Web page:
For me it’s impossible not to be influenced by books, movies or songs that surface when I am in the process of working on a set. In this case, there was a book by Benito Perez Galdos called “El audaz, historia de un radical de antaño” (The Bold, Story of a Former Radical) that is masterfully funny and from which we took some passages for the scenes with the bishop. Then there are some movies that have inspired me, such as Saura’s “Cousin Angélica” because I really like the relationship between past, fantasy and present. “Opera Prima” by Fernando Trueba is another Spanish film that accompanied me in the process, it also depicts the relationship of a young man with his cousin. Marco Ferreri’s “The Audience” helped me understand the degree of conviction of our Gonzalo Tamayo. In addition, I feel close to “The Trial” by Orson Welles, “The Road” by Omirbayev, Zanussi’s early films, and some wonderful facial expressions that Fernando Rey gave in Buñuel’s films. And I also love some Spanish films by Fernando Fernán Gomez, Julio Diamante and Francisco Regueiro, so maybe they are also inside “The Apostate.” I am inspired by all that I mentioned and many more things I guess… While writing the film with Alvaro Ogalla, we imagined the pace of the film in terms of Manitas de Plata’s flamenco, which unfortunately did not make it into the final soundtrack. Sadly, Manitas died on the last day of our shoot.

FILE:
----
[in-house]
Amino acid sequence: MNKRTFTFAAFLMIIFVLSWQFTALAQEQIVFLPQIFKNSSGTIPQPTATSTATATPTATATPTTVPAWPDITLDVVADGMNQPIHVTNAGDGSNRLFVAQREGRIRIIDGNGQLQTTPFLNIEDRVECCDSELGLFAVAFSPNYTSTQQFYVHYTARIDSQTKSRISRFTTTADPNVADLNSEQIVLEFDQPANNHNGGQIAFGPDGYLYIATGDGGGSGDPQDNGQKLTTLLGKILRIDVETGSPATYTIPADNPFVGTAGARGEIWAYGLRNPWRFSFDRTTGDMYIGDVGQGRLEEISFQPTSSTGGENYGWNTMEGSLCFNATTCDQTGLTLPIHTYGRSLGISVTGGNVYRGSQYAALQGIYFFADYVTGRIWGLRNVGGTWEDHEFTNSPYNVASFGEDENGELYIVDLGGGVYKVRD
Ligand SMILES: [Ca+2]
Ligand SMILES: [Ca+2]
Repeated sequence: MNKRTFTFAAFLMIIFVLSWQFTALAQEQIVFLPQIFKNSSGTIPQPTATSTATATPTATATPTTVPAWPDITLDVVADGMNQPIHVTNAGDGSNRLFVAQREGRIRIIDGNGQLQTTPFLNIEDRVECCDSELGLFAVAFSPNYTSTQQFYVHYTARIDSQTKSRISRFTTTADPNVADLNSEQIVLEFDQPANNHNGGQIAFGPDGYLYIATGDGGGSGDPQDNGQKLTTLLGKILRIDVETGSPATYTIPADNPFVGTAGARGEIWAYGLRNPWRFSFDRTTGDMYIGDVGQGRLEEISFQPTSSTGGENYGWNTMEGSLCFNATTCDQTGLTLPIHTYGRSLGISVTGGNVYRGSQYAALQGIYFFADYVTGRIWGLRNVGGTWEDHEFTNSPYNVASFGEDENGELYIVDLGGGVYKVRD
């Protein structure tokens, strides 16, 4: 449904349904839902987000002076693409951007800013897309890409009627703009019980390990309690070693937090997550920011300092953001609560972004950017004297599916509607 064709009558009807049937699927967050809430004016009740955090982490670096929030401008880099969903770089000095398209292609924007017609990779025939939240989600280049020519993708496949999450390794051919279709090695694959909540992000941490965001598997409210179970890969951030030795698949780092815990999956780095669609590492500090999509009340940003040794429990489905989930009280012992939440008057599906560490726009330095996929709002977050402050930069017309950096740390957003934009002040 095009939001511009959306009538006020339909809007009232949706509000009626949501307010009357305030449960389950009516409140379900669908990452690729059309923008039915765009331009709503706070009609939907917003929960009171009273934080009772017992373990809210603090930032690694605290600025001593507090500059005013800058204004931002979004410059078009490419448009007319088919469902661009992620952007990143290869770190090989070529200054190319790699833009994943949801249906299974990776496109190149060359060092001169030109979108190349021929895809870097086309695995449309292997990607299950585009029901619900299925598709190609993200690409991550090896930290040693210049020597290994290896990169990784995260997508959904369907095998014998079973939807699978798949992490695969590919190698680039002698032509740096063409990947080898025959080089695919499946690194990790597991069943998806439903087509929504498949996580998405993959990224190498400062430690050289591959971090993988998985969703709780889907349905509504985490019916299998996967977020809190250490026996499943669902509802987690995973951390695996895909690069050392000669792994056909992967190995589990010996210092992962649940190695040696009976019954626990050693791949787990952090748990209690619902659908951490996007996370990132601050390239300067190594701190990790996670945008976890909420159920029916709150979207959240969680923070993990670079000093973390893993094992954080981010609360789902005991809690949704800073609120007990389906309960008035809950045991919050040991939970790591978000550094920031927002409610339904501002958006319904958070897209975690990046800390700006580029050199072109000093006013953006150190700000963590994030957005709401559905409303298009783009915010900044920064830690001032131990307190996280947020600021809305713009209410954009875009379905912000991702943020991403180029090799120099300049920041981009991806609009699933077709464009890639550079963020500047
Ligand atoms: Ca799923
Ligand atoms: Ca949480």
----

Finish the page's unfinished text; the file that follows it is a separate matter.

Apart from the orchestral score, how did you approach directing your third feature?
The approach is the same as always: with a strong narrative and aesthetic idea that guides me… No matter the size, nor the realism, nor the possibility of making the film. Then I add many more things during the process, until the end of the making of the film. I am very proud about having such a professional crew and cast, it was a wonderful experience and a big challenge. And since you mention the score I would like to say that the music is designed to accompany and emphasize the emotions of each scene in which it appears. I thought about the variety of musical styles as if they were layers of Tamayo’s personality. It’s a great privilege to have the piano setting of Federico Garcia Lorca’s Romance Pascual de los Peregrinitos opening the film and introducing the character of Tamayo. In turn, there is orchestrated classical and incidental music taken from the NoDo – newsreels and documentaries made in Spain between 1943 and 1981. There is also a song by the Basque group Lisabö that sounds astonishingly powerful and modern. Mixed in with all this there are fragments of works by the Russian composer Prokofiev that function as a counterpoint. Lastly, there are two scenes where I used flamenco as the soundtrack, the first interpreted by singer Israel Fernández and guitarist Rafael Rodriguez ‘El Cabeza’; and over the final scene, Estrella by Enrique Morente, which I believe gives a fantastic sense of passion for the whole movie.